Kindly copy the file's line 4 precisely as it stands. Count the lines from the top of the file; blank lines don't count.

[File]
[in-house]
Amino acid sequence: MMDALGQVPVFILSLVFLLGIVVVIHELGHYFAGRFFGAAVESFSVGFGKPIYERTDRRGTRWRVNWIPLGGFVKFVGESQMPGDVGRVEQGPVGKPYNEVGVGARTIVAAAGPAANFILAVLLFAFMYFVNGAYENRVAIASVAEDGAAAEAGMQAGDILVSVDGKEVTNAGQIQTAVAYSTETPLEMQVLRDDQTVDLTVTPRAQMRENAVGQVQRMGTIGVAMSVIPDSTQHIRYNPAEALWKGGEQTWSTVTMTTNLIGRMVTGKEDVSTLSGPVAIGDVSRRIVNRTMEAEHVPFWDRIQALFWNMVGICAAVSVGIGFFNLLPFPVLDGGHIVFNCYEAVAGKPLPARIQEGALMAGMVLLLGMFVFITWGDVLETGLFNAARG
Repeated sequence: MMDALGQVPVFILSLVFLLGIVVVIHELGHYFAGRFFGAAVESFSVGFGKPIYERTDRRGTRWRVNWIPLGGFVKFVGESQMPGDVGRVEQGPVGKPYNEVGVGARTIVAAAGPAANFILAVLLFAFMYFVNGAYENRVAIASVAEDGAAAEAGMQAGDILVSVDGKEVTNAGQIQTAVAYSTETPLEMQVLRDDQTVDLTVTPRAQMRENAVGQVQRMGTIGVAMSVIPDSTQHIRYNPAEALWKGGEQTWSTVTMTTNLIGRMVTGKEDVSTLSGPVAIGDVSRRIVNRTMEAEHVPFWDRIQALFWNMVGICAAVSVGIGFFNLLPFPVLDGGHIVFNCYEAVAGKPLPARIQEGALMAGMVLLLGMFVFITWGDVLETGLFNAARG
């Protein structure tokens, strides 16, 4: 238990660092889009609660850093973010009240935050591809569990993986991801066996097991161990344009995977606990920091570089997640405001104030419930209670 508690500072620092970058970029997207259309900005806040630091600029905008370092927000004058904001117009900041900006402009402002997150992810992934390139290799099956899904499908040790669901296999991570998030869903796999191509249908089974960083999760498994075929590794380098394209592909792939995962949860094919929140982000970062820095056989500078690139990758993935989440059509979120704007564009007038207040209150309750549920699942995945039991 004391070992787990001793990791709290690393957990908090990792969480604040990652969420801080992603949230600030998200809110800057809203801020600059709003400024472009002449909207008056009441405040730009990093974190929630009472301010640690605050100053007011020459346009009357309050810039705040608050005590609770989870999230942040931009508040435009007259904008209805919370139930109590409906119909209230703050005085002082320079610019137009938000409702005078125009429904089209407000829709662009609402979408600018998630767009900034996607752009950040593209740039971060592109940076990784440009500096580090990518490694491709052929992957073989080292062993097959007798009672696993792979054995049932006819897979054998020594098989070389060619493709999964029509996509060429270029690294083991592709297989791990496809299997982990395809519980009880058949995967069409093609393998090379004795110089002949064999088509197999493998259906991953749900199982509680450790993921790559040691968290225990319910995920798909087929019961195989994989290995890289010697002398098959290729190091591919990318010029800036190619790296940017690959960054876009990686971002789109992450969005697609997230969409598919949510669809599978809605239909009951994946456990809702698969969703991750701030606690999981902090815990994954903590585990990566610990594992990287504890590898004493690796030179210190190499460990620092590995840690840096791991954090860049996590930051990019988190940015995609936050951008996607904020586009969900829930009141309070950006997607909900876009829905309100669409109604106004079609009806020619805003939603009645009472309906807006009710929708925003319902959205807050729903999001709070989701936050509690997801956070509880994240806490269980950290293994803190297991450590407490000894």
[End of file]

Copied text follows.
């Protein structure tokens, strides 16, 4: 238990660092889009609660850093973010009240935050591809569990993986991801066996097991161990344009995977606990920091570089997640405001104030419930209670 508690500072620092970058970029997207259309900005806040630091600029905008370092927000004058904001117009900041900006402009402002997150992810992934390139290799099956899904499908040790669901296999991570998030869903796999191509249908089974960083999760498994075929590794380098394209592909792939995962949860094919929140982000970062820095056989500078690139990758993935989440059509979120704007564009007038207040209150309750549920699942995945039991 004391070992787990001793990791709290690393957990908090990792969480604040990652969420801080992603949230600030998200809110800057809203801020600059709003400024472009002449909207008056009441405040730009990093974190929630009472301010640690605050100053007011020459346009009357309050810039705040608050005590609770989870999230942040931009508040435009007259904008209805919370139930109590409906119909209230703050005085002082320079610019137009938000409702005078125009429904089209407000829709662009609402979408600018998630767009900034996607752009950040593209740039971060592109940076990784440009500096580090990518490694491709052929992957073989080292062993097959007798009672696993792979054995049932006819897979054998020594098989070389060619493709999964029509996509060429270029690294083991592709297989791990496809299997982990395809519980009880058949995967069409093609393998090379004795110089002949064999088509197999493998259906991953749900199982509680450790993921790559040691968290225990319910995920798909087929019961195989994989290995890289010697002398098959290729190091591919990318010029800036190619790296940017690959960054876009990686971002789109992450969005697609997230969409598919949510669809599978809605239909009951994946456990809702698969969703991750701030606690999981902090815990994954903590585990990566610990594992990287504890590898004493690796030179210190190499460990620092590995840690840096791991954090860049996590930051990019988190940015995609936050951008996607904020586009969900829930009141309070950006997607909900876009829905309100669409109604106004079609009806020619805003939603009645009472309906807006009710929708925003319902959205807050729903999001709070989701936050509690997801956070509880994240806490269980950290293994803190297991450590407490000894």